DSM: What if....? about re-entry

From: SRF (Faulkner@cshore.com)
Date: Sat Dec 01 2001 - 20:37:51 EST


I've looked for postings on this topic and found a few from November. I'm
hoping for more discussion.

Bear with me, I'm new around here. And very happy to find this thriving
community, since I have not yet found anyone in my town that is familiar
with the Sudbury model.

I suspect that our path to your door is a familiar one.

Our 2 kids (ages 7 and 10) are in our local public schools. With each
passing year (now, each passing day), it has become more obvious that
something is terribly wrong with this warehousing of kids. While researching
a better way, I came across references to the Sudbury model, which I tracked
to their source. I've read everything I can find online, and will soon get
to the books.

Meanwhile, we've considered what this would mean to other aspects of our
lives. As it turns out, *this* is where we run into the difficult questions.
A possible relocation for work (and 'quality of life') opportunities might
be presenting us with a great opportunity to make changes. Well, that's nice
and positive when the direction is *toward* a better model. But what happens
if life's circumstances force a turn *away* in a few years? What if... a
child has brought herself to great understanding of some things (like
sciences), but completely avoided others (like writing) because of a lack of
interest, or because of her total absorption in something else? What if...
she has grown so accustomed to spending her days as a participating member
of a democratic learning society she can't handle the warehouse? What if...
she has adjusted to learning without artificial barriers and has not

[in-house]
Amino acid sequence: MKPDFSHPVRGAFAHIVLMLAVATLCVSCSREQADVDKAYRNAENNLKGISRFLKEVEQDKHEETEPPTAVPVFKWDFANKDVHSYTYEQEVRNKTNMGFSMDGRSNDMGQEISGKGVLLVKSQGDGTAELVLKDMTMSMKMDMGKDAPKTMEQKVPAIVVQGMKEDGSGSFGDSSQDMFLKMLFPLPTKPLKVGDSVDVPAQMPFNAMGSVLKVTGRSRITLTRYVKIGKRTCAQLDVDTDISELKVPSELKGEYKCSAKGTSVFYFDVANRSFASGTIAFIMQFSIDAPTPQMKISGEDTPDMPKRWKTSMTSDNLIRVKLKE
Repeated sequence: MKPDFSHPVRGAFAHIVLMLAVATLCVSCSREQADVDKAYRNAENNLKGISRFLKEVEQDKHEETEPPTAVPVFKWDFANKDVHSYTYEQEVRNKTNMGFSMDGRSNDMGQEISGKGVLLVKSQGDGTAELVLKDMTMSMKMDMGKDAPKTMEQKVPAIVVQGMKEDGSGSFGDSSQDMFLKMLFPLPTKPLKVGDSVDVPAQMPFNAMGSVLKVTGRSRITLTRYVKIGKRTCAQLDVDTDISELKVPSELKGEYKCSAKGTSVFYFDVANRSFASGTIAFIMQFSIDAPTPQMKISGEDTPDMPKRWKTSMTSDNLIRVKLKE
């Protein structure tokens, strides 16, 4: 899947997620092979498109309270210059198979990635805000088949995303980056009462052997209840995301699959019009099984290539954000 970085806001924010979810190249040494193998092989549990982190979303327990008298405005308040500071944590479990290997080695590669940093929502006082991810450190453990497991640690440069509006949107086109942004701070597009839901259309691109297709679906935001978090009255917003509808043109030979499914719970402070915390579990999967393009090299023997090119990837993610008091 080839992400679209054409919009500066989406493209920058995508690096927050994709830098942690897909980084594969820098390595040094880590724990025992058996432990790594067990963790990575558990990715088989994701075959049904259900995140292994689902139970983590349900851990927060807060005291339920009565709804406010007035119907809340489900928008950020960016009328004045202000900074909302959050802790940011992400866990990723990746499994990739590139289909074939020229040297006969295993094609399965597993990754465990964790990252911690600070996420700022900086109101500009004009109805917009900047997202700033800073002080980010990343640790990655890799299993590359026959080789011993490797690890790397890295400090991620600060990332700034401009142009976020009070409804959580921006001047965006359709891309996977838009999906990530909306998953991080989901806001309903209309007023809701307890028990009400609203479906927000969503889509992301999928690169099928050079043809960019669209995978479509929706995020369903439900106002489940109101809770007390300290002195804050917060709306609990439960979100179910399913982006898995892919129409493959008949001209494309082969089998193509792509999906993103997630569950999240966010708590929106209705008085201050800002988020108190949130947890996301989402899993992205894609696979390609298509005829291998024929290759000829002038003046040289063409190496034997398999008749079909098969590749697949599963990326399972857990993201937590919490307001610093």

developed any way to cope with the structures of a curriculum
(learn-on-demand)?

We have few (probably none, but we haven't read those books yet) doubts
about the success of the Sudbury model over the long run. But the hazards of
a possible re-entry are frightening. Of course, we don't like to let the
fear of unknowable risk keep us from rewarding experiences. But this isn't
really unknowable. I'm sure that many people have faced a re-entry into
mainstream schools. Any first or second hand experience to be found in the
list membership? Scott, you wrote about how easy the public school material
is and commented, "How hard can it be to catch up?" You may be right about
that assumption. What if a 14 year old child goes back to traditional school
on a 8th, 10th, or higher grade level in math, and a 3rd grade level in
writing? If she wasn't inspired to learn the skill in a SVM school, what
would motivate her to catch up in a public school? Especially if she has
lost her vulnerability to authoritarian pressures, test scores, and all
those other horrible sticks & carrots. And how do the parents of re-entering
kids deal with the administrator of traditional schools?

I hope any responses to Morticia's questions about Sudbury method in the
home get posted to the list, since I've also been wondering about this.
Morticia, I'd appreciate it if you'd share any off-list replies with me.
Thanks!

Sally  ......._/)
~~~~~~~~~~

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